It’s still early days for MU-MIMO routers. Buyers of first-generation AC2350 / AC2400 class 4×4 "MU-MIMO ready" routers using Quantenna 5 GHz radios are still waiting for firmware to enable MU-MIMO. But most consumer router makers have moved on to produce a second round of 4×4 routers, using chipsets from Qualcomm Atheros (QCA) and more recently, Broadcom.
QCA-based AC2600 class routers have all shipped with working MU-MIMO from the get-go. Broadcom’s 4×4 routers are shipping as "MU-MIMO capable", with new firmware to turn on MU-MIMO promised by the end of this year. (Déjà vu, anyone?)
Not that all this really matters, because MU-MIMO devices are scarce as hen’s teeth. There are no MU-enabled tablets and only Acer has built it into some of its notebooks you can actually buy in the U.S. MU-enabled smartphones, which hold the most potential to drive MU-MIMO adoption, are China only for now and require a new phone in any event.
MU-MIMO In A Nutshell
- MU-MIMO uses a special form of beamforming that is part of the 802.11ac standard. It works in 5 GHz only.
- MU-MIMO enables up to four devices to share the same Wi-Fi airtime. Current 4×4 based designs support three simultaneous devices
- You need both MU-MIMO enabled routers and devices to benefit from MU-MIMO
- You need at least two MU-MIMO devices to get any benefit from MU-MIMO
- MU-MIMO works only for downlink data (moving from router to device). It provides no benefit for uplink
- MU-MIMO works best with strong to medium strength signals
- MU-MIMO does not increase range
Despite limited availability and other gotchas and caveats listed in the sidebar above, eager-beaver early adopters are snapping up MU-MIMO routers of all flavors anyway. (It’s a tribute to consumer networking companies’ marketing troops that they’ve been so effective in getting people to buy (much) more expensive routers that provide little to no benefit to most users. Such is the power of those bigger numbers on the box!)
Anyway, since router makers are going to make ’em and gullible consumers are gonna buy ’em, SmallNetBuilder is on the job to test them. Our test process hasn’t been as good as we’d like it to be, since it has depended on manufacturers to loan MU-MIMO devices to test with.
Our first MU-MIMO router review of Linksys’ EA8500 used a trio of Dell Inspiron 13 7000 series laptops specially equipped with QCA reference design MU-MIMO adapters.
Since then, we’ve received three China-only Xiaomi Mi Note Pro smartphones for testing the TP-LINK Archer 2600, Amped Wireless RTA2600 and NETGEAR R7500v2 (review coming soon). But the Xiaomi phones are long overdue to be returned and we need a more permanent solution with better test capability.
This test marks the first appearance of VeriWave as a SmallNetBuilder test partner. VeriWave is a division of Ixia, the company that has long provided its IxChariot network performance software test tool to us. IxChariot forms the basis of virtually all our router and wireless performance testing, acting as our primary network traffic generation and measurement tool.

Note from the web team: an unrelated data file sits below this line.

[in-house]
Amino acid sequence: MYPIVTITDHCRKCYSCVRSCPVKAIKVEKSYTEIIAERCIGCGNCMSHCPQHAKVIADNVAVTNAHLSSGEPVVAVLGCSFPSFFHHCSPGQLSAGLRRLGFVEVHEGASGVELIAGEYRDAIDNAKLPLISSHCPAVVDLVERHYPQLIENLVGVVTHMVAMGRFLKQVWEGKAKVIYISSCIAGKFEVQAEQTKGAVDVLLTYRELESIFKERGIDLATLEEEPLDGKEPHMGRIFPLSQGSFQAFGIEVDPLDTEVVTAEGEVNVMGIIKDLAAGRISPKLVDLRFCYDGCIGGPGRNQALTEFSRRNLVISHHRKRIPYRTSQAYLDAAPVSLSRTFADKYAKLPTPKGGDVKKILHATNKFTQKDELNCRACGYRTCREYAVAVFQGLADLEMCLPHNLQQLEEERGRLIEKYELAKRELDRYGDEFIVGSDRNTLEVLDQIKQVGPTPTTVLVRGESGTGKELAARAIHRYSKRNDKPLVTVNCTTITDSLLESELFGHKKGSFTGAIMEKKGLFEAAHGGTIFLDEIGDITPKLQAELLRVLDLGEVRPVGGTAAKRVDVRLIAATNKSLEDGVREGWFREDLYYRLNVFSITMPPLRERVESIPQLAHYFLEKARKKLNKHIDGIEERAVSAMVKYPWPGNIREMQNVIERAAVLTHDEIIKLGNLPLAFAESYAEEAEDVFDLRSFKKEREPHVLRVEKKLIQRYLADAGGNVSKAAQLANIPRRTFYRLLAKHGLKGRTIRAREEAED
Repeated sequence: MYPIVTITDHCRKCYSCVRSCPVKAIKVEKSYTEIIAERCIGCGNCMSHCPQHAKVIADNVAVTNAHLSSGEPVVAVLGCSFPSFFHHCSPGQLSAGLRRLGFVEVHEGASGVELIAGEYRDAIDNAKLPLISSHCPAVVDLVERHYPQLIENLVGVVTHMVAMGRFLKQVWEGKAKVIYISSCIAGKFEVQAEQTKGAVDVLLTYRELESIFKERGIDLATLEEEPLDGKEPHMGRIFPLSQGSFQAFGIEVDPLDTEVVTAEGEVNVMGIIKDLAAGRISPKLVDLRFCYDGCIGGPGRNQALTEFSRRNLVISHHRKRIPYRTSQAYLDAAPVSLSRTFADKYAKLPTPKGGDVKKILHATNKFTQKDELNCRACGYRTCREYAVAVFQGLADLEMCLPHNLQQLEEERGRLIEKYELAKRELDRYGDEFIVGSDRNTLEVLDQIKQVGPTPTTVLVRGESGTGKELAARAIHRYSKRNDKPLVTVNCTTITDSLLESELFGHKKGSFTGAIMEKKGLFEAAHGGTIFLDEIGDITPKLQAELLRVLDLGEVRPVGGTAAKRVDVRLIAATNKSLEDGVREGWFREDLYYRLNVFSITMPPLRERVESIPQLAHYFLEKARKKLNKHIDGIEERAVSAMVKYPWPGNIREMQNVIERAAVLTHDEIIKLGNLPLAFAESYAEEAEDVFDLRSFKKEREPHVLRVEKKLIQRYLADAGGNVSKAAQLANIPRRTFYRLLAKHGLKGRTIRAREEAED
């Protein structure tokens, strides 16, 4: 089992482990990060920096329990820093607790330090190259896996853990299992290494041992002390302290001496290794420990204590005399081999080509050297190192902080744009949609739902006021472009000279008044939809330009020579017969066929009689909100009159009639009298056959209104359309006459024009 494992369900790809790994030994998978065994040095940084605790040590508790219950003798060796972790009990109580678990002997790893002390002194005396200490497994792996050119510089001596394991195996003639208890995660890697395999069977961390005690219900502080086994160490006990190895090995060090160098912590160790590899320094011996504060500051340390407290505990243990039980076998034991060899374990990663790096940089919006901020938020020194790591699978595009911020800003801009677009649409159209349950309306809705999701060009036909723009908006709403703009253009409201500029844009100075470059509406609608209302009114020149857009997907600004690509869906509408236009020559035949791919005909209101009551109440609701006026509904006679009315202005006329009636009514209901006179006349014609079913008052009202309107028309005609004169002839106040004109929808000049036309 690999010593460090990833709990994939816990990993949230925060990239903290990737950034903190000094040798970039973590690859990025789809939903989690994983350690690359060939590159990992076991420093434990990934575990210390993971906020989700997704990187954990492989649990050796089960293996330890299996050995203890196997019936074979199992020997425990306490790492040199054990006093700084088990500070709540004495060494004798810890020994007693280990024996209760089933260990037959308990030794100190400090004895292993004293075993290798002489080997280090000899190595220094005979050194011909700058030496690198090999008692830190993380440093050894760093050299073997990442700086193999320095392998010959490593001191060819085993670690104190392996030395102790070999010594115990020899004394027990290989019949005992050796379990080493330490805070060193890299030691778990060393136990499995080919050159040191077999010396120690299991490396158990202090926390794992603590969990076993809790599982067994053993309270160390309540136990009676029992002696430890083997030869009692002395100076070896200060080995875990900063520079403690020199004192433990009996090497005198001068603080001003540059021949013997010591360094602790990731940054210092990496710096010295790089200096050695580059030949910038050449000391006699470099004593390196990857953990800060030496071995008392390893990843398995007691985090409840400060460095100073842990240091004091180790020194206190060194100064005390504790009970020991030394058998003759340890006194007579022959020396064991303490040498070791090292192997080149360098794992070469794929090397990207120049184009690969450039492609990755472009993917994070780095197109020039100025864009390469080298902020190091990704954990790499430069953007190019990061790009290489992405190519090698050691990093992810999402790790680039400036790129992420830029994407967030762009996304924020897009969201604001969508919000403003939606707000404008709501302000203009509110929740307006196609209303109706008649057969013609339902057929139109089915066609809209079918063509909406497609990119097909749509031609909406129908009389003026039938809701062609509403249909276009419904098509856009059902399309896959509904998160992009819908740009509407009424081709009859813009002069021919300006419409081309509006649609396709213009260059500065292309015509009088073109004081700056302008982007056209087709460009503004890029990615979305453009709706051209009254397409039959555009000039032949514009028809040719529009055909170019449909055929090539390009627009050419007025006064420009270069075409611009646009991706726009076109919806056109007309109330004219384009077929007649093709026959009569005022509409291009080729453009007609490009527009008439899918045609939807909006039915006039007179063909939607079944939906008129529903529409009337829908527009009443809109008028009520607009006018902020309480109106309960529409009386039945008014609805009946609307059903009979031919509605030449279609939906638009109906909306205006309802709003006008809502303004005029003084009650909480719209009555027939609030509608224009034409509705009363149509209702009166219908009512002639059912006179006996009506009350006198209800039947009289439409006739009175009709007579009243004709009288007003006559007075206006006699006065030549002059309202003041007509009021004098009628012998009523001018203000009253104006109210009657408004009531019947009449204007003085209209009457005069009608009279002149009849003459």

Ixia VeriWave is a precision hardware / software tool for Wi-Fi testing, fundamentally different from software only test tools like IxChariot. VeriWave uses hardware-based traffic generation and analysis, with the ability to track every packet end-to-end and provide fine control of transmission parameters. Specifically, Ixia has provided a WaveTest 20 three slot chassis loaded with RF46014 WaveBlade Wi-Fi, WBE1601 WaveBlade Ethernet and Management modules.
The Wi-Fi blade acts as the Wi-Fi device (STA), supporting 802.11a/b/g/n/ac. It has four RF ports, so can emulate any STA from an ancient 802.11b 1 Mbps slowpoke to a full 4×4 MU-MIMO 1733 Mbps speedster. Actually, the Wi-Fi blade can create up to 500 (!) fully independent stateful clients.
The Management blade is the controller for the two instrumentation blades, allowing the chassis to sit on a LAN and be accessed via a web interface for simple management chores. The Ethernet blade is a single-port Gigabit wire-speed traffic generator with full packet-capture capability.
The Wi-Fi blade is a complete VeriWave custom design; no store-bought radios from any of the usual suspects are used. The block diagram below from the WaveTest data sheet, shows the client stack architecture that provides the load with multiple independent stateful clients. Download the data sheet to dig into the blade specs.
VeriWave WaveTest Client Stack
The heavy lifting for testing is done by a suite of Windows applications. Each application takes the raw capability of the blades and configures it into easier-to-configure test scenarios.
With all this power at hand, I wanted to go beyond what I’ve been doing with three MU-MIMO devices. So, working with VeriWave, we came up with a MU-MIMO scaling test. Since up to 500 MU-MIMO STAs (or mix of SU, MU and any other type) can be created, we thought it would be interesting to see what happens when today’s MU-MIMO routers are loaded with four or more devices.
The custom test script VeriWave developed starts with a single MU 1×1 STA. The STA is configured to connect at the maximum MCS 9 index rate, 80 MHz bandwidth and short guard interval to achieve the maximum 433 Mbps link rate. Although the Wi-Fi WaveBlade can be configured to use any of the MIMO channel models (A-F), we kept things simple and used bypass mode.
The test connects the STA, then runs a TCP Goodput test, with MSS, Window and Frame size set so the link runs as fast as the device will allow. Each test runs for 30 seconds and throughput is recorded at the end of the test. We used a single TCP/IP session (connection) for each test.
NOTE: The TCP Goodput script is capable of much more. But we configured it so that it hits the device with traffic similar to how we use IxChariot’s throughput script for our other network throughput testing.
The test then adds another MU STA, verifies connection, repeats the 30 second test and records throughput for each STA. Tests were run by VeriWave with up to 100 STAs during development. But to keep test time manageable, I tested only up to 16 STAs. The results were still plenty interesting!
The test is repeated with the STA mode set to SU, to see how total throughput behaves with non MU devices.